MBT/XBT Corrections

The WOD contains 4,756,371 casts taken from Mechanical Bathythermographs (MBTs) and Expendable Bathythermographs (XBTs), data collection instruments used to measure ocean temperature. Measurements collected by both instruments have significant biases that need to be taken into account and corrected before they are usable. 

Mechanical Bathythermograph (MBT)

MBTs measure temperature down to the depth of 250m from the decks of slowly moving ships. The following studies attempt to correct a bias in MBT measurements created by systematic errors in depth (pressure) and temperature sensors.

Publications
Corrections

Gouretski and Reseghetti Updated Corrections

Depth

Zcorrected = Zoriginal * Strech

Where sStretch is provided in table 1 at 1m depth interval.

Temperature

Tcorrected = Toriginal - thermal_bias

Where the tThermal_bias is provided in table 2.

Gouretski and Reseghetti Original Corrections

Depth

Below 40 meters: S = 1 + b + a/Zoriginal, where S is the stretching , Zoriginal is the observed depth.

Above 40 meters: S = c + (Zoriginal - 5) * (d - c)/35, where d = 1 + b + a/40

The values of a, b and c for the years 1941 to 2003 are provided in table 1.

The corrected depth, Zcorrected = Zoriginal * S

Temperature

Tcorrected = Toriginal - Thermal bias

Thermal bias for MBT for the years 1941 to 2003 are presented in table 2.

 

Expendable Bathythermograph (XBT)

Gouretski and Koltermann (2007) shows statistics from Expendable Bathythermograph (XBT) vs. Conductivity-Temperature-Depth (CTD)/reversing thermometer instrument comparisons which reveal a warm bias in XBT temperatures. This bias varies over time and depths, and may be due to both errors in the calculation of depth and in measurement of the temperature. An important deviation from the majority of existing correction schemes is that depth correction varies with depth.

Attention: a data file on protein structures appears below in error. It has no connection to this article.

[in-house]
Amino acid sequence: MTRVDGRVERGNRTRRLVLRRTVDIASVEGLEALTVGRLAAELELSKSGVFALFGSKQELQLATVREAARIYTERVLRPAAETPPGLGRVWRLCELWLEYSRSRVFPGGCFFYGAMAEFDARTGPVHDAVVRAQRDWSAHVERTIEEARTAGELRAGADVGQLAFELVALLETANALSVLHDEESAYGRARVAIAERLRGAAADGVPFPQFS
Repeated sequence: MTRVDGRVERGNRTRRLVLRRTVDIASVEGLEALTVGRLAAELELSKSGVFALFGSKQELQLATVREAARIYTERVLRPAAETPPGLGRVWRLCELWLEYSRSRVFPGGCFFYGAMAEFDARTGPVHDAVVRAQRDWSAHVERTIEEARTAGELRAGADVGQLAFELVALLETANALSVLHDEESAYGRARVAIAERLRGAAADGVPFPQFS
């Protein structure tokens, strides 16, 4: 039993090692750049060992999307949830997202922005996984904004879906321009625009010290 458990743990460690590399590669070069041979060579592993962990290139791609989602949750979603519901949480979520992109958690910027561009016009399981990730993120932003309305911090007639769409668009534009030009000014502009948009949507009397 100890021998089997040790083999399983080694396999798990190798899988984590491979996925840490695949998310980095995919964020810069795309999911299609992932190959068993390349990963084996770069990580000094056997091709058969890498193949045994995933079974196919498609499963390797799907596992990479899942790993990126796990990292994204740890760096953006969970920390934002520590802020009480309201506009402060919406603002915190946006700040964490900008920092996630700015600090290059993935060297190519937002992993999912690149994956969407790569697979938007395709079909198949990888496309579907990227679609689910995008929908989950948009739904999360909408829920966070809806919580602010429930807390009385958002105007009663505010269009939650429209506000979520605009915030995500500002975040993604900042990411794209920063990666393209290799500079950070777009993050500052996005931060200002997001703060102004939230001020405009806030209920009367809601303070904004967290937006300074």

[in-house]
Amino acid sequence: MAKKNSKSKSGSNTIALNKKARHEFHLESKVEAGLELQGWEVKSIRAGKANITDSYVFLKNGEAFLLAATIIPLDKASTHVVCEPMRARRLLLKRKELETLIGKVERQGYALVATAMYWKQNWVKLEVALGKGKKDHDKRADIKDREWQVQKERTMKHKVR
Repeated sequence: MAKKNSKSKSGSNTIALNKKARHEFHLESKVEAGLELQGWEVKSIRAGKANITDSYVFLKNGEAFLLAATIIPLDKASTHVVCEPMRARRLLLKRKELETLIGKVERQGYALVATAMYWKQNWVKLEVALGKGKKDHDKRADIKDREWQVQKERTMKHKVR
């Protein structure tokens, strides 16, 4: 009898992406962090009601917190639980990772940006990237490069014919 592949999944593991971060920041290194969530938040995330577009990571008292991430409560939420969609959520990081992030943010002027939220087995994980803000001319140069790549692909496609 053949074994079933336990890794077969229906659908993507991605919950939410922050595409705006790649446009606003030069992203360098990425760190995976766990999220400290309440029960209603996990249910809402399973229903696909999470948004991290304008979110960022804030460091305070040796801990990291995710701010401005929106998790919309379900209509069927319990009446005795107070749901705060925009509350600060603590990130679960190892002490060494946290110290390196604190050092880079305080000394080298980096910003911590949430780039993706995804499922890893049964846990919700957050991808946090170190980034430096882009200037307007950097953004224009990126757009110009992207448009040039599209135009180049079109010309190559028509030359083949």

Workshops and Reports
Publications

A number of papers with estimates of corrections have been published or submitted to scientific journals. The corrections proposed in some of these works are provided here to facilitate intercomparison by the scientific community. The corrections proposed by Gouretski and Koltermann (2007) are not included here, as they have been superseded by the corrections proposed by Gouretski and Reseghetti (2010).

  • Gouretski, V. V., and K. P. Koltermann, 2007, How much is the ocean really warming? Geophysical Research Letters, L01610, doi:10.1029/2006GL027834

  • Wijffels, Susan E., Josh Willis, Catia M. Domingues, Paul Barker, Neil J. White, Ann Gronell, Ken Ridgway, John A. Church, 2008: Changing Expendable Bathythermograph Fall Rates and Their Impact on Estimates of Thermosteric Sea Level Rise. J. Climate, 21, 56575672. doi: http://dx.doi.org/10.1175/2008JCLI2290.1 Wijffels et al. depth corrections: Table 1 (in situ comparison), Table 2 (in situ-altimeter comparison).

  • Ishii, M. and M. Kimoto, 2009: Reevaluation of Historical Ocean Heat Content Variations With An XBT depth bias Correction. J. Oceanogr. 65, 287299, doi:10.1007/s10872-009-0027-7. Ishii and Kimoto depth corrections. New corrections in conjunction with version 6.12* analysis of ocean temperature and salinity.

  • Levitus, S, J. Antonov, T. Boyer, Global ocean heat content 1955-2007 in light of recently revealed instrumentation problems (Geophys. Res. Lett. , 36, L07608, doi:10.1029/2008GL037155). Levitus et al. temperature corrections; updated temperature corrections: September, 2010; April, 2011; July, 2019

  • Gouretski, V. and F. Reseghetti, 2010, On depth and temperature biases in bathythermograph data: Development of a new correction scheme based on analysis of a global ocean database. Deep-Sea Research I, Vol. 57(6), pp. 812-834, doi:10.1016/j.dsr.2010.03.011

  •  Good, S.A, 2011,Depth biases in XBT data diagnosed using Bathymetry data ,Journal of Atmospheric and Oceanic Technology, 28, 287-300, doi: 10.1175/2010JTECHO773.1Good depth corrections

  • Hamon, M., G. Reverdin, P-Y Le Traon, 2012, Empirical correction of XBT data. Journal of Atmospheric and Oceanic Technology, doi:10.1175/JTECH-D-11-00129.1, in press. Hamon et al. depth and temperature corrections

  • Gouretski, V., 2012, Using GEBCO digital bathymetry to infer depth biases in the XBT data, Deep Sea Research-I, 62,40-52. Gouretski depth and temperature corrections

  • Cowley, R., S. Wijffels, L. Cheng, T. Boyer, S. Kizu: Biases in Expendable BathyThermograph data: a new view based on historical side-by-side comparisons, Journal of Atmospheric and Oceanic Technology, 30, 11951225, doi:10.1175/JTECH-D-12-00127.1. XBT pairs database used in study.